Cattle grazing, horse farms, citrus groves, and vegetable production (e.g., potatoes, winter vegetables) are the major farming activities.

Because of the extensive wetlands throughout the drainage basin, the St. Johns River is highly stained (brown) with humic color. Water in the river generally is quite hard—high in calcium, magnesium and alkalinity—as a result of inflows from groundwater and artesian springs connected to the calcareous Floridan Aquifer. Chloride concentrations also are high, even in the freshwater portions of the river, because of the influx of groundwater with high chloride levels. These characteristics provide challenges in treating the water for potable purposes. The river and its tributaries are rich in nutrients (nitrogen and phosphorus) as a result of runoff from agricultural and urban areas, as well as inflows of treated municipal wastewater. The nutrient levels promote luxurious growths of aquatic plants along the river edge and cause algal blooms in the major in-channel lakes, especially in the middle and lower St. Johns River.

REPORT ROADMAP

This report is the final contribution of the NRC Committee tasked to review the WSIS. As an update of the Committee’s third report, which focused on results from the hydrology and hydrodynamics workgroup, Chapter 2 gives some final thoughts on the contributions of this workgroup, including the results of scenario analyses for the river. It also describes how the results from this workgroup were used by the seven environmental workgroups, including the issues of uncertainty and the sensitivity of the results. Chapter 3 critically evaluates the progress of the seven environmental workgroups. For each, it describes the conceptual model, summarizes the methods used by the workgroup, summarizes and analyzes the results, and makes conclusions and recommendations about the adequacy of the effort. Finally, Chapter 4 discusses a number of overarching themes, including the larger context surrounding the WSIS (such as sea level rise, dredging, water quality issues, population growth and land use change, and wastewater impacts). It makes general conclusions about the adequacy of the entire WSIS and provides some lessons to be learned for future studies on natural resource development versus impacts on environmental quality.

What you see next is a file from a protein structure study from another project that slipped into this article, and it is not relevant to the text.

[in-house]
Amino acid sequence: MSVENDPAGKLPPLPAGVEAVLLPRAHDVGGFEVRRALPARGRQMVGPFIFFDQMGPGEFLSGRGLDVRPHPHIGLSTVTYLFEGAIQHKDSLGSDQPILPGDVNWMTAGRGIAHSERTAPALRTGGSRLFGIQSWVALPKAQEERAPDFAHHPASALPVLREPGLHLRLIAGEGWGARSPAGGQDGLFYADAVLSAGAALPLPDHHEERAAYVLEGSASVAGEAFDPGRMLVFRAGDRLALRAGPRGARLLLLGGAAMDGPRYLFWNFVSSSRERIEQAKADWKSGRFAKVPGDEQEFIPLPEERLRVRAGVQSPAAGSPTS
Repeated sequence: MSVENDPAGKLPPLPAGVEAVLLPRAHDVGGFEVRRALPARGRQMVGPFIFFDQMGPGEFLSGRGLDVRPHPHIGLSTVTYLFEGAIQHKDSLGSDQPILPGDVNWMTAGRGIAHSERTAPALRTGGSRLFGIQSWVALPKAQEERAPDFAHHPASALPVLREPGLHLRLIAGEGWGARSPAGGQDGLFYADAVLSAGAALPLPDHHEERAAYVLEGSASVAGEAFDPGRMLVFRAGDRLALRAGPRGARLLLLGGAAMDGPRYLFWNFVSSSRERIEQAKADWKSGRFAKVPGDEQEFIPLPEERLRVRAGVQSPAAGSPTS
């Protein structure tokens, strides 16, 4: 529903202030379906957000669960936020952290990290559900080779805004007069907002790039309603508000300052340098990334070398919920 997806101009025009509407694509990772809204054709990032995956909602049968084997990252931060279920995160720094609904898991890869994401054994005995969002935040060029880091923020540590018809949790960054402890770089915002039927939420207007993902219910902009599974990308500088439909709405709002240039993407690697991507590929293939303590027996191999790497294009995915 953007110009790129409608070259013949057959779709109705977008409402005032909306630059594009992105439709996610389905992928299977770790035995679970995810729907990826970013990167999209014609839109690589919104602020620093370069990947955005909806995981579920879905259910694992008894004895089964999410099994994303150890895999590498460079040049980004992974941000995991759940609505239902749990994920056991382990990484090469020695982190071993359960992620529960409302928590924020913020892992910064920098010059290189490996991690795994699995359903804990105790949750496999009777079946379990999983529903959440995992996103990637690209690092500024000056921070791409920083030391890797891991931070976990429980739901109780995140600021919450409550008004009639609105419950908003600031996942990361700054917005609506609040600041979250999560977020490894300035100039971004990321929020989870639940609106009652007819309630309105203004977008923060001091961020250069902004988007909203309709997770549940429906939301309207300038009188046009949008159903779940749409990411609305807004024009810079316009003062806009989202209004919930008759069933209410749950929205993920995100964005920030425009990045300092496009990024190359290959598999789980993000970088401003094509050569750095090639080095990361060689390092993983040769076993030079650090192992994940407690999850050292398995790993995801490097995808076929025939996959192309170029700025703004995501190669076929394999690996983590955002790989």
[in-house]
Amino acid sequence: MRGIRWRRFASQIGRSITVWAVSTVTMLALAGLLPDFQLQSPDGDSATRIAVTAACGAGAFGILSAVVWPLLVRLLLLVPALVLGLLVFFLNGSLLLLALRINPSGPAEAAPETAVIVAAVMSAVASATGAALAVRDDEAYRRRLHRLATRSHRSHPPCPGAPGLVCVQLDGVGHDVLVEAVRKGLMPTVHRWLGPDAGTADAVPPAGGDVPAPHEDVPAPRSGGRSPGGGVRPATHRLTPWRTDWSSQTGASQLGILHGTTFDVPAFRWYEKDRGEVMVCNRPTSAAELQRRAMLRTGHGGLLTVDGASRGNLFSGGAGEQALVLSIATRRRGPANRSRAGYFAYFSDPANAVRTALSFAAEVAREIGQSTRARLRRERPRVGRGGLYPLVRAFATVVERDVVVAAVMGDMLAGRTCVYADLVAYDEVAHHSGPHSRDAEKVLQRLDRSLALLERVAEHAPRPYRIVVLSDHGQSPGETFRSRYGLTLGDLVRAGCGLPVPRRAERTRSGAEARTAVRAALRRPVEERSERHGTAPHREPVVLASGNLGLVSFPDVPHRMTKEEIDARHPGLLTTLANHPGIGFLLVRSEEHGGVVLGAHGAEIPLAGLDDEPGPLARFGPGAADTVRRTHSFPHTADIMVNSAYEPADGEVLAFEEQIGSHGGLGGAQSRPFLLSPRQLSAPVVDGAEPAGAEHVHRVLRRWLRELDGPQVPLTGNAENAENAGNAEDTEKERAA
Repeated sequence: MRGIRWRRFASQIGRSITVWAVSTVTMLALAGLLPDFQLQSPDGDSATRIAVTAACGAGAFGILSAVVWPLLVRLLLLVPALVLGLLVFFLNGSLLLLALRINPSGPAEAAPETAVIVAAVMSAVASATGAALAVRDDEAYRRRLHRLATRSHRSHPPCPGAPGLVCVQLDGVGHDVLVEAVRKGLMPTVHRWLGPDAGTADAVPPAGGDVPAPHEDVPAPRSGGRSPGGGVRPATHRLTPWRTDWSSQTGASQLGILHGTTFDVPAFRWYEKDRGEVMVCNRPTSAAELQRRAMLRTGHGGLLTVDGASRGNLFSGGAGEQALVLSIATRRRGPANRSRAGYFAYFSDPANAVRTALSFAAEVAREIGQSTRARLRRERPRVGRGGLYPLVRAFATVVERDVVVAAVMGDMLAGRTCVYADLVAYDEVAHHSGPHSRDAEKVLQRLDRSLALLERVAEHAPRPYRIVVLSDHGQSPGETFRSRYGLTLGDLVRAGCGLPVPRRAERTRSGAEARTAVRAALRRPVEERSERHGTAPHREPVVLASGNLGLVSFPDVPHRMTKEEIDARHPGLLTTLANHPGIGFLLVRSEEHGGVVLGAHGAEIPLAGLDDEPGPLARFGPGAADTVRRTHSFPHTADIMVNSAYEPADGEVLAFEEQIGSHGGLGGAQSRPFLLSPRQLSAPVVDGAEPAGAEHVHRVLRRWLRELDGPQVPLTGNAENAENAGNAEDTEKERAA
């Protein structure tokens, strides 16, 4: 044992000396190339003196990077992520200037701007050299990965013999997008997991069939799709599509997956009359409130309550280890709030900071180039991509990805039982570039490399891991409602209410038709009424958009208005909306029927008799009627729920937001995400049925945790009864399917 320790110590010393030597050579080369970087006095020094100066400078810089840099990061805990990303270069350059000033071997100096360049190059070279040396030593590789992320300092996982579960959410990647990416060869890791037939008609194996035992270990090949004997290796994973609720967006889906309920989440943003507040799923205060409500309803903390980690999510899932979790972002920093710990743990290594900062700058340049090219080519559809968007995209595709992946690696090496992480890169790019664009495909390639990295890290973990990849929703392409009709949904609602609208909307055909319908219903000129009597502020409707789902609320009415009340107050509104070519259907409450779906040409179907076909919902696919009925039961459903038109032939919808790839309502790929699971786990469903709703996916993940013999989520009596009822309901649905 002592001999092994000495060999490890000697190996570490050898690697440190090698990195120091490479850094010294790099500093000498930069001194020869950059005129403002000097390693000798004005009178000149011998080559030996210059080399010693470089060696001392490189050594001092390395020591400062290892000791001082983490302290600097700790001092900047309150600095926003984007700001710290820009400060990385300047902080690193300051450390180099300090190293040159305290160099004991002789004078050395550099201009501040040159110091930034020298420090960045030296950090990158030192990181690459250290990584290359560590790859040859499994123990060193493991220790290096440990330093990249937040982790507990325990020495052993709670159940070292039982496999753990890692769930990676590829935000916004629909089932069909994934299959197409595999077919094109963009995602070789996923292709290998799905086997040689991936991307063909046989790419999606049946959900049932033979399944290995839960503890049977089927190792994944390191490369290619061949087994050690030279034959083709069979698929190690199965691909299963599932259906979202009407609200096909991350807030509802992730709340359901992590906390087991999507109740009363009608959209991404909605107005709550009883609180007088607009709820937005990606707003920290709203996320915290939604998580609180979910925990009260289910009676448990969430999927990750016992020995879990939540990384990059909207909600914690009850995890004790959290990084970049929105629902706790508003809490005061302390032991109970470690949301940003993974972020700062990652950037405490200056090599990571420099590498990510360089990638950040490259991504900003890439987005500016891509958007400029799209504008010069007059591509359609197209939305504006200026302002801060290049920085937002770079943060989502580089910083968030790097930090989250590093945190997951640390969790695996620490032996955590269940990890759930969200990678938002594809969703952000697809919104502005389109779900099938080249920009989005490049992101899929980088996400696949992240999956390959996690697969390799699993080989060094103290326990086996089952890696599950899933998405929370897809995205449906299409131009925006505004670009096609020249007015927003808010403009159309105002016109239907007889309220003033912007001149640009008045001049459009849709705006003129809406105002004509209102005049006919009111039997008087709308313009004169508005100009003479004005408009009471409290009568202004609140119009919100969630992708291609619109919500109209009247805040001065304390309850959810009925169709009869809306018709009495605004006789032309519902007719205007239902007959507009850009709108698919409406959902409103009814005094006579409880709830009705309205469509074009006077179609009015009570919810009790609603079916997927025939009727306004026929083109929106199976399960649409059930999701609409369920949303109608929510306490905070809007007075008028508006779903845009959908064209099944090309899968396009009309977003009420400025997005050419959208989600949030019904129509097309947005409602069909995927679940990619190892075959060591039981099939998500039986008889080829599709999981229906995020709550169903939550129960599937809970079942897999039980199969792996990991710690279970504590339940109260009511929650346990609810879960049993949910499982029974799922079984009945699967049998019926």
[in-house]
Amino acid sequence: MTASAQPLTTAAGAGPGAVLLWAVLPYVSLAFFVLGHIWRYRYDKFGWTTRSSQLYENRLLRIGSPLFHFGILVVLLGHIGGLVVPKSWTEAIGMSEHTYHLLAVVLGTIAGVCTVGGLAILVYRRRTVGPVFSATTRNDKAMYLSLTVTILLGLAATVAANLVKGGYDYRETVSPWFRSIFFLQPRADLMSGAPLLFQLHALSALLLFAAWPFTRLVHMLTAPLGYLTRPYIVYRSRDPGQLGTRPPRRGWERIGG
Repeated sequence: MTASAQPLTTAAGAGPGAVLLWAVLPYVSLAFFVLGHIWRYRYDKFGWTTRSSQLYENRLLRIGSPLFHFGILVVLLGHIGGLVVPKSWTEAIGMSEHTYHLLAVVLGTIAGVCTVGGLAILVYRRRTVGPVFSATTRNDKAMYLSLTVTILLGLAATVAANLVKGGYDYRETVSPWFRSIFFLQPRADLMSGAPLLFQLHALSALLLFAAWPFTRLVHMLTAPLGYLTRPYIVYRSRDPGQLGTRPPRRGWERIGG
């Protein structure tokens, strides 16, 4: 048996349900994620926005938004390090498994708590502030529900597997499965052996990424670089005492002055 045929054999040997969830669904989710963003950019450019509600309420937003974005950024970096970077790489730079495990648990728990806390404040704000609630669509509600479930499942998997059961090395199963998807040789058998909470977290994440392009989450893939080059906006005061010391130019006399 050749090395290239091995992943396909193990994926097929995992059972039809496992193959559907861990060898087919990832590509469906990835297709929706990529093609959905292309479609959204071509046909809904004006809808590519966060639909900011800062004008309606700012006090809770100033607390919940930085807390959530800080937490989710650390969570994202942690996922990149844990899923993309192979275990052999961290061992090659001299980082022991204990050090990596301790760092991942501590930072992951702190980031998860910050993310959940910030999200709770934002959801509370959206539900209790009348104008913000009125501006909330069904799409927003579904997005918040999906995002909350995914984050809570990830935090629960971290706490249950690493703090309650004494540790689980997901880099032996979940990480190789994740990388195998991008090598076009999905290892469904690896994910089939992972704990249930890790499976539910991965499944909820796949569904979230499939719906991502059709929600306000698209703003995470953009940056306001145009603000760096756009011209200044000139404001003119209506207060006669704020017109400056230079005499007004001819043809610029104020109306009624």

It should be noted that this report refers to District documents (particularly draft reports of the eight workgroups) that are likely to have been updated since the publication of this report.

REFERENCES

NRC (National Research Council). 2009a. Review of the St. Johns River Water Supply Impact Study: Report 1. Washington, DC: The National Academies Press.

NRC. 2009b. Review of the St. Johns River Water Supply Impact Study: Report 2. Washington, DC: The National Academies Press.

NRC. 2010. Review of the St. Johns River Water Supply Impact Study: Report 3. Washington, DC: The National Academies Press.

SJRWMD (St. Johns River Water Management District). 2006. District Water Supply Plan, 2005. Technical Publication SJ2006-2. Palatka, FL: SJRWMD.

SJRWMD. 2009. Water Supply Assessment 2008. Technical Publication SJ2009. Palatka, FL: SJRWMD.



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